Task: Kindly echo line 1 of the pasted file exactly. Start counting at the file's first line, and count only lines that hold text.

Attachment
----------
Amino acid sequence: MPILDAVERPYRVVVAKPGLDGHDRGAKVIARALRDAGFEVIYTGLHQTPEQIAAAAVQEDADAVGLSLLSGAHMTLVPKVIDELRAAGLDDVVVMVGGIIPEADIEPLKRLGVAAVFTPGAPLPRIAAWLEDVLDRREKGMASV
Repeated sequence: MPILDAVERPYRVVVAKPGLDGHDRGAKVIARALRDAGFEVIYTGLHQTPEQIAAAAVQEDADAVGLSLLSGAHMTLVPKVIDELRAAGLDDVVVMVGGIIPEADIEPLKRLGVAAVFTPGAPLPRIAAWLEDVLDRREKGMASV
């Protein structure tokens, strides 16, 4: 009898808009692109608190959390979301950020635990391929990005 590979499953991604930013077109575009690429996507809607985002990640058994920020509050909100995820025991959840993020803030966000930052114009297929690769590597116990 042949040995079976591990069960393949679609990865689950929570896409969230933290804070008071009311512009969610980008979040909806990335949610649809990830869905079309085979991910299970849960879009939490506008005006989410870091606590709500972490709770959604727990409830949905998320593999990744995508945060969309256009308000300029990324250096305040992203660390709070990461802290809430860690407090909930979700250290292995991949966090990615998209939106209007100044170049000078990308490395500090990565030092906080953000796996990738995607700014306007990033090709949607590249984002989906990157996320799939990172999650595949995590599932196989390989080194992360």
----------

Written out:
Amino acid sequence: MPILDAVERPYRVVVAKPGLDGHDRGAKVIARALRDAGFEVIYTGLHQTPEQIAAAAVQEDADAVGLSLLSGAHMTLVPKVIDELRAAGLDDVVVMVGGIIPEADIEPLKRLGVAAVFTPGAPLPRIAAWLEDVLDRREKGMASV